Mouser to Ship UDOO’s X86 Single-Board Computers

Mouser to Ship UDOO’s X86 Single-Board Computers

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Mouser Electronics has announced that it will be distributing the X86 single-board computers from UDOO. The open source X86 combines the power of a PC with prototyping capabilities of the Arduino 101 and offers 10 times faster execution time than the Raspberry Pi 3. With the X86, engineers can run a broad range of software, from gaming and video streaming to graphical editors and professional development platforms.

The UDOO X86 is now available from Mouser Electronics in four models — BASIC, ADVANCED, PLUS, and ULTRA — all of which are based on 64-bit quad-core Intel processors. UDOO X86 BASIC is based on an Intel Atom x5-E8000 processor with a 2 GB of RAM. Both the X86 ADVANCED and ADVANCED PLUS run on an Intel Celeron N3160 processor with a 4 GB of dual-channel RAM, while the most powerful model, UDOO X86 ULTRA, is based on an Intel Pentium N3710 with 8 GB of dual-channel RAM and burst frequency up to 2.56 GHz. Both the ADVANCED PLUS and ULTRA models also include 32 GB of eMMC storage, and all boards feature an M.2 Key B SSD Slot, M.2 Key E slot for Wi-Fi and Bluetooth 4.0 modules, SATA connector, and GB Ethernet.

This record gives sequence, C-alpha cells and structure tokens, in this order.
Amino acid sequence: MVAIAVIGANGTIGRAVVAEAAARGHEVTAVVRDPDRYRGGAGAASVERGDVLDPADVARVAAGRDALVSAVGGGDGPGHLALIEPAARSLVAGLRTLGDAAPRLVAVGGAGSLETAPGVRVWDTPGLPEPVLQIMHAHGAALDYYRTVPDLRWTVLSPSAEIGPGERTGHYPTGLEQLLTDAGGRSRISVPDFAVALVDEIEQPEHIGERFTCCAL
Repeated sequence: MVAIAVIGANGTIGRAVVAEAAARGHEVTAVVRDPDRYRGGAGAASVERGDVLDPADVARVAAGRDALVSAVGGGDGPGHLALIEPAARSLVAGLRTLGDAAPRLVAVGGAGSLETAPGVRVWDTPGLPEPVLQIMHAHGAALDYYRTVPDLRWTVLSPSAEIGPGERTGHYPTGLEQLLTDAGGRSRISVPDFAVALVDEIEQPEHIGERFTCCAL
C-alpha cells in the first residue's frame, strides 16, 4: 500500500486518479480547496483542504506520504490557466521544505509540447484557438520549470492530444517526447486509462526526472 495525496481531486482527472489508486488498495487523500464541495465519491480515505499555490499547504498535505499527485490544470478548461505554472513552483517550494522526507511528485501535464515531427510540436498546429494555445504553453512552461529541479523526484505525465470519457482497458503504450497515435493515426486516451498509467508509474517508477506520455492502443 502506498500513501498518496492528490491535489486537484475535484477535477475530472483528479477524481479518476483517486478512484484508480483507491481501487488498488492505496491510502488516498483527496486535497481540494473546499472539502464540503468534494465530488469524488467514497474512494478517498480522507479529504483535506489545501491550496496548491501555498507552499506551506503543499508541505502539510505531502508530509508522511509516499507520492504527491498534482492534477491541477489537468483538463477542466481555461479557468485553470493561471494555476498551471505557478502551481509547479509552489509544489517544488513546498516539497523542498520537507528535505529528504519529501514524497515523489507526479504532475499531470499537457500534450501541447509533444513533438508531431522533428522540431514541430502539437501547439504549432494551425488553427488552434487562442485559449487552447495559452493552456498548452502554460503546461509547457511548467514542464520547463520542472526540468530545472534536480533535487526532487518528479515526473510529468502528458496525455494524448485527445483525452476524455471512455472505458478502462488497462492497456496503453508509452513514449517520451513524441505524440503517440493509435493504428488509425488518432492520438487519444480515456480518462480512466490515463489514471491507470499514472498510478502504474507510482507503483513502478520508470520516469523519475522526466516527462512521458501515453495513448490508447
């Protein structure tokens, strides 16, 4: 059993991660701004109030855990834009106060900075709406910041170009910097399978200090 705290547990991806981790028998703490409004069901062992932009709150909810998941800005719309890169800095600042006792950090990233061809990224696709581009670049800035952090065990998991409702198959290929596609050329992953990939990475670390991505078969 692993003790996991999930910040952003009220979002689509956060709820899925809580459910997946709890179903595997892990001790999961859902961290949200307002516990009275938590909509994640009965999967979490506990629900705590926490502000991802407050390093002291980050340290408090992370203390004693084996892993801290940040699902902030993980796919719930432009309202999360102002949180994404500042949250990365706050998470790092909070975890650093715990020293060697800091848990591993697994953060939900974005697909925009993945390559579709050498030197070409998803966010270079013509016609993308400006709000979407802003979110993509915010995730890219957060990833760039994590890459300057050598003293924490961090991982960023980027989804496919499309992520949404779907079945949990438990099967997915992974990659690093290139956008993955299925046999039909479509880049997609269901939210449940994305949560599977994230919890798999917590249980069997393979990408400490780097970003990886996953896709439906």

The X86 boards offers compatibility with any x86-compatible operating system — including Linux, Windows, or Android — as well as the Arduino 101 integrated development environment (IDE), shields, sketches, and libraries. The on board Arduino-compatible platform is connected to the Intel processor through an internal USB port. Through this design, the Arduino 101-compatible microcontroller can run when the processor is powered off and wake it up when necessary, making the X86 ideal for Internet of Things (IoT) designs. For additional sensor functionality, engineers can add UDOO BRICKS to the UDOO X86. UDOO BRICKS work along a cascade configuration and can attach together via I2C connectors and cables using minimal space.

The X86 boards are ideal for prototyping applications requiring multimedia capabilities and high levels of parallel computing. The boards provide a flexible environment that lets engineers explore the IoT, build a media player powerful enough to drive three 4K displays, or create a retrogaming platform. The X86 boards are versatile enough for 3D scanning, robotics, gaming, streaming video, and computer vision applications.

Author: Anwesh Koley